Generics snafus give Big Pharma a windfall, but cost U.S. patients billions

FDA actions against India's Ranbaxy Laboratories ostensibly are keeping U.S. consumers safer, but much poorer. The plant bans have also shined a spotlight on how complex drug laws in the U.S. can work against consumers' best interests.

Bans of products coming out of four Ranbaxy plants that the agency says have faked data continue to keep the Indian generics maker from launching exclusive generics of three blockbusters, the latest being AstraZeneca's ($AZN) heartburn drug Nexium. It went off patent last month. And because U.S. law won't allow the FDA to just hand off that right, it is in turn preventing other versions from being released and so depriving payers of the deep discounts that would flow from those, amounts that are running to the billions of dollars at this point. Nexium sales in the U.S. were $2.12 billion last year.

The situation has uncovered a "flaw in the process," Everett Neville, with pharmacy-benefits manager Express Scripts ($ESRX), told The Wall Street Journal, expressing concern over what the delays are doing to the costs of U.S. healthcare. Columbia Law School professor Scott Hemphill, agrees. He says the generics traffic jam raises "a serious question over whether the rules are too complex to manage, or to anticipate strange, unusual and unfortunate consequences that result from them."

Nexium is the third drug for which a Ranbaxy generic has been delayed. Novartis' ($NVS) heart drug Diovan went off patent in September of 2012. Instead of seeing its sales of the drug plunge last year, the Swiss drugmaker earned $1.7 billion from it, according to the drugmaker's annual report. Roche's ($RHHBY) antiviral Valcyte has also escaped competition after going off patent last year. Roche doesn't break down U.S. sales but reported global revenues of $672 million last year, up 10%.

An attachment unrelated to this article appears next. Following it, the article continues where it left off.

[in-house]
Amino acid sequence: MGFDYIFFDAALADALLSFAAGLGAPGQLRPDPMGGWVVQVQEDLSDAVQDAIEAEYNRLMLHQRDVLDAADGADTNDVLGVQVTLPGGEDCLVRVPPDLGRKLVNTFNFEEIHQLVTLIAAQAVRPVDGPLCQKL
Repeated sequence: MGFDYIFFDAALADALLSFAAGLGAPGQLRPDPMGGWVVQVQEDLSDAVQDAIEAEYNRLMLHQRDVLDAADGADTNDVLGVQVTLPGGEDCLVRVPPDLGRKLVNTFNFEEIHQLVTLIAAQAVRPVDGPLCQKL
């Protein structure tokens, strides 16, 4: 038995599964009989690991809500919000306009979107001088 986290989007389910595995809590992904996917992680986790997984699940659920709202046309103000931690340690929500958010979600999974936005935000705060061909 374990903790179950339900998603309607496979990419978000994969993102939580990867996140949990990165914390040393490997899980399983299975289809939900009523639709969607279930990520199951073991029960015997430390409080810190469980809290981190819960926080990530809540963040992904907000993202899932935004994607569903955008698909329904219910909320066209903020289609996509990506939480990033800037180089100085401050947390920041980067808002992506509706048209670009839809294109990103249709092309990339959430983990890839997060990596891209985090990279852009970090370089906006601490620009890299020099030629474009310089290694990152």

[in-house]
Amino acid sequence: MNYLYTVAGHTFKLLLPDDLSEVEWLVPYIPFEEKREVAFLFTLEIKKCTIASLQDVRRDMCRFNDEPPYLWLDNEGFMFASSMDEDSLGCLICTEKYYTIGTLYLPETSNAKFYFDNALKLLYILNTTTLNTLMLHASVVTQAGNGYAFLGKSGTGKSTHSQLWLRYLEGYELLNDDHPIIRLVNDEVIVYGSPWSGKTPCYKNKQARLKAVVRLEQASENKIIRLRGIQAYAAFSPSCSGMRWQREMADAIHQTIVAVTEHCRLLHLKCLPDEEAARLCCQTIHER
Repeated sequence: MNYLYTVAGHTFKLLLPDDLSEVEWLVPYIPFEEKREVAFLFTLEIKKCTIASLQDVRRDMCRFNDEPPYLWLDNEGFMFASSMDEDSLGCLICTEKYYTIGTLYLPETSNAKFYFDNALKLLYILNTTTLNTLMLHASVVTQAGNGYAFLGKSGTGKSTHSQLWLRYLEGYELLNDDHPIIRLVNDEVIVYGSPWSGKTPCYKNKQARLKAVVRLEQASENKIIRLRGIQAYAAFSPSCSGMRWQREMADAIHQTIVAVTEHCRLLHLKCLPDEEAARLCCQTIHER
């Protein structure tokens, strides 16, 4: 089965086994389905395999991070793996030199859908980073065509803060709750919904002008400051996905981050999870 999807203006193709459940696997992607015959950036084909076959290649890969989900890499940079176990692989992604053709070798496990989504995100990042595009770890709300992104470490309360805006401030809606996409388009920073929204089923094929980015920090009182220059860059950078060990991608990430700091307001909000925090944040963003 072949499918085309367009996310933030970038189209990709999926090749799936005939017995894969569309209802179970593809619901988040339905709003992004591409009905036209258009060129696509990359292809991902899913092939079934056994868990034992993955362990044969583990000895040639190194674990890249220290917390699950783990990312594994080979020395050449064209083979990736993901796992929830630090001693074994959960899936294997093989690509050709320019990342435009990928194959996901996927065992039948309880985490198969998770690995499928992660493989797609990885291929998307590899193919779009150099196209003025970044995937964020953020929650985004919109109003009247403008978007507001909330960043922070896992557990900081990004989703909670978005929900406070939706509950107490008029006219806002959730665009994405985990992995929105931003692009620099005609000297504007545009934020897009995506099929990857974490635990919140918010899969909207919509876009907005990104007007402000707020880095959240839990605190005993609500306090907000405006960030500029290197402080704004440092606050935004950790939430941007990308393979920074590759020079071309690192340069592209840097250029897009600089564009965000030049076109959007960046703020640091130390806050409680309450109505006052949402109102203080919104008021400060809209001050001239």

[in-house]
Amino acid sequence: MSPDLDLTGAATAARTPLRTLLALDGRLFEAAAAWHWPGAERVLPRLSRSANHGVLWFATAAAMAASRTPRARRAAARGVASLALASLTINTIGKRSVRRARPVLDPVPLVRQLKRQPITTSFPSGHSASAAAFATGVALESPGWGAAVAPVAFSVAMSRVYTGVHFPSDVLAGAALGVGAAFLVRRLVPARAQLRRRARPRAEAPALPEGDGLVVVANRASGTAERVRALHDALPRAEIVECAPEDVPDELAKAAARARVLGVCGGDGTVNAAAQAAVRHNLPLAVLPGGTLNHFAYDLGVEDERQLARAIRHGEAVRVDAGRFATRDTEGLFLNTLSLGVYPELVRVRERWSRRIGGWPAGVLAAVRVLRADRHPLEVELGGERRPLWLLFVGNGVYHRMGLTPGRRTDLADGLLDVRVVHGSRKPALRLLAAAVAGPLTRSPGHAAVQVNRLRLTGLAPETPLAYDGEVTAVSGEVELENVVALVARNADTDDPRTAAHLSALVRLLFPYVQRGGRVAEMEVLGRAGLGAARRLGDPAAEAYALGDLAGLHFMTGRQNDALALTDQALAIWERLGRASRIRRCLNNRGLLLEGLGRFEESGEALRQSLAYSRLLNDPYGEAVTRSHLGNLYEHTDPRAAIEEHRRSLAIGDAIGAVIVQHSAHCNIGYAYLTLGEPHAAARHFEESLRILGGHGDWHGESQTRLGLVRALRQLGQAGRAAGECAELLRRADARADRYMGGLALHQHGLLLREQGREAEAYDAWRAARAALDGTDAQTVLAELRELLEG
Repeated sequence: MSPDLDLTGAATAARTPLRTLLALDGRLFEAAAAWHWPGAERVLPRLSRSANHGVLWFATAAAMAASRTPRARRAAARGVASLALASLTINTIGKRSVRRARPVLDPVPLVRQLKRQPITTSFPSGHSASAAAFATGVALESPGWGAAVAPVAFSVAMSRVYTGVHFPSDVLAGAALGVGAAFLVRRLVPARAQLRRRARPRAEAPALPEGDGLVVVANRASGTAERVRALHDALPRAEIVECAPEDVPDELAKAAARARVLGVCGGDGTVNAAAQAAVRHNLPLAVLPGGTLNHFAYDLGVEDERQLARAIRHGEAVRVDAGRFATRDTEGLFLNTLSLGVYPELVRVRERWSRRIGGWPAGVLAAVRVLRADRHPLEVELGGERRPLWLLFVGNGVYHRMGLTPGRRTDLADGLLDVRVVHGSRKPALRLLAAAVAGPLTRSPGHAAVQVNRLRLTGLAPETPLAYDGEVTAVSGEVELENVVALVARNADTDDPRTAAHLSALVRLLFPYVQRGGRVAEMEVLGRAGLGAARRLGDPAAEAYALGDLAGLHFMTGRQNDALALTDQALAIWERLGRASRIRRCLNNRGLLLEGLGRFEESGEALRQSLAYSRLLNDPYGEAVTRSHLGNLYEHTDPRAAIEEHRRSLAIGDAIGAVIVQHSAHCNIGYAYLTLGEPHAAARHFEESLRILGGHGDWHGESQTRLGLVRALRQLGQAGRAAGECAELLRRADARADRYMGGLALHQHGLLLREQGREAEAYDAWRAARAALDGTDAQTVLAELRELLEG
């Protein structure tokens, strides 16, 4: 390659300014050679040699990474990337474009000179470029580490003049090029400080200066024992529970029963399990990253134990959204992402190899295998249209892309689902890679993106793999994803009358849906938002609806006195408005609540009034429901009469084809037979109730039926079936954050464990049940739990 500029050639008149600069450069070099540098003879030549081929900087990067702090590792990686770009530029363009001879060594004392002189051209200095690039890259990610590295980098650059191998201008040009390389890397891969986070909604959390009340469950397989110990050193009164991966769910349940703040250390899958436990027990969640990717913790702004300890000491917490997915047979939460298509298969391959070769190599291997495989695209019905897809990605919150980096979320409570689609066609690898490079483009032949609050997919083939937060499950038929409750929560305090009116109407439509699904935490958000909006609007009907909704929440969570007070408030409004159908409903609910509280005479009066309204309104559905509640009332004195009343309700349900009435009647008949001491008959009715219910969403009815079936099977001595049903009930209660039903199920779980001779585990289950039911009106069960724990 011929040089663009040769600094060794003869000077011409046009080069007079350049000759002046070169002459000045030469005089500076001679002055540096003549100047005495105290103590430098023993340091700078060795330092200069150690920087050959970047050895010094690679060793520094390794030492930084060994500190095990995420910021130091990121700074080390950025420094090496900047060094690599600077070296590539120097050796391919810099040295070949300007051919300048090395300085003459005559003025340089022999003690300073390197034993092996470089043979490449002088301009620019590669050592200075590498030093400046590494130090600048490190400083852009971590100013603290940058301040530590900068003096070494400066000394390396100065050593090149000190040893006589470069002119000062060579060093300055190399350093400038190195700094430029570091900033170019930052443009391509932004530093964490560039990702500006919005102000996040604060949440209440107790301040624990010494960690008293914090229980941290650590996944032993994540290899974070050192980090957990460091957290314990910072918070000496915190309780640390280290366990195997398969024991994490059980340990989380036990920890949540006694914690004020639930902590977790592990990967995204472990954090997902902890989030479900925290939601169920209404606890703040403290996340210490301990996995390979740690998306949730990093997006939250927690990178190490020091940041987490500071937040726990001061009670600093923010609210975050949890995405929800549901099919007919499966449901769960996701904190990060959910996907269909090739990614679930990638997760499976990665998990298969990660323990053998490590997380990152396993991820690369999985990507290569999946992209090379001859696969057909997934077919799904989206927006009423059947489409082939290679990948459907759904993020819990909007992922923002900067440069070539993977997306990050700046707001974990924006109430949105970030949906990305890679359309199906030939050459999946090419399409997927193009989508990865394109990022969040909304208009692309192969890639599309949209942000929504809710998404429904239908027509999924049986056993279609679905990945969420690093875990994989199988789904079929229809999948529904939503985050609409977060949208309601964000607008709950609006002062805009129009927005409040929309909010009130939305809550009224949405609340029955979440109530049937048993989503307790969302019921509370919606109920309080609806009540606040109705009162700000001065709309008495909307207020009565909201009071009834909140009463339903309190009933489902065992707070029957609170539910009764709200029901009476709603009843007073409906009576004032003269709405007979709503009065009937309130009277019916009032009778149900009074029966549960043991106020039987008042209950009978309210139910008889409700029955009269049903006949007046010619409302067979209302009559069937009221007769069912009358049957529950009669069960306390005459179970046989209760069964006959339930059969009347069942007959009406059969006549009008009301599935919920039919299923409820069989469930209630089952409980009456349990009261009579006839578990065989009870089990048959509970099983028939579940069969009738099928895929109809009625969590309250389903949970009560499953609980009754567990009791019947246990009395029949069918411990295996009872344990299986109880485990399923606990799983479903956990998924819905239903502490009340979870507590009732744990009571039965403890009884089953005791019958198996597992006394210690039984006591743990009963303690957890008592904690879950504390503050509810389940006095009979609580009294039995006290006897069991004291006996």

Ranbaxy, which agreed in April to a $3.2 billion buyout by India's Sun Pharmaceutical, is losing hundreds of millions of dollars in sales. Its execs have reportedly looked at other ways to deal with the situation, like buying the active pharmaceutical ingredient for Nexium from another supplier, since its plant which makes the API is among those the FDA has shunned. But then so is the plant that was expected to make it, which leaves Ranbaxy having to figure out how to finesse that situation.

But Ranbaxy is not the only drugmaker suffering from its plight. Other generic makers are also losing out as long as the exclusive launches are delayed. Generic drugmaker Mylan ($MYL) tried suing the FDA for the right to launch its own version of Diovan but a federal court threw the case out. A yet unidentified drugmaker has filed a citizen's petition over the entire mess.

In the case of Nexium, consumers have one option. The FDA in March approved an over-the-counter version of the purple pill, which Pfizer ($PFE) will sell, having bought the rights from AstraZeneca. The U.S. drugmaker started pre-orders in April and a nationwide launch of the OTC version May 27, the day prescription Nexium went off patent.

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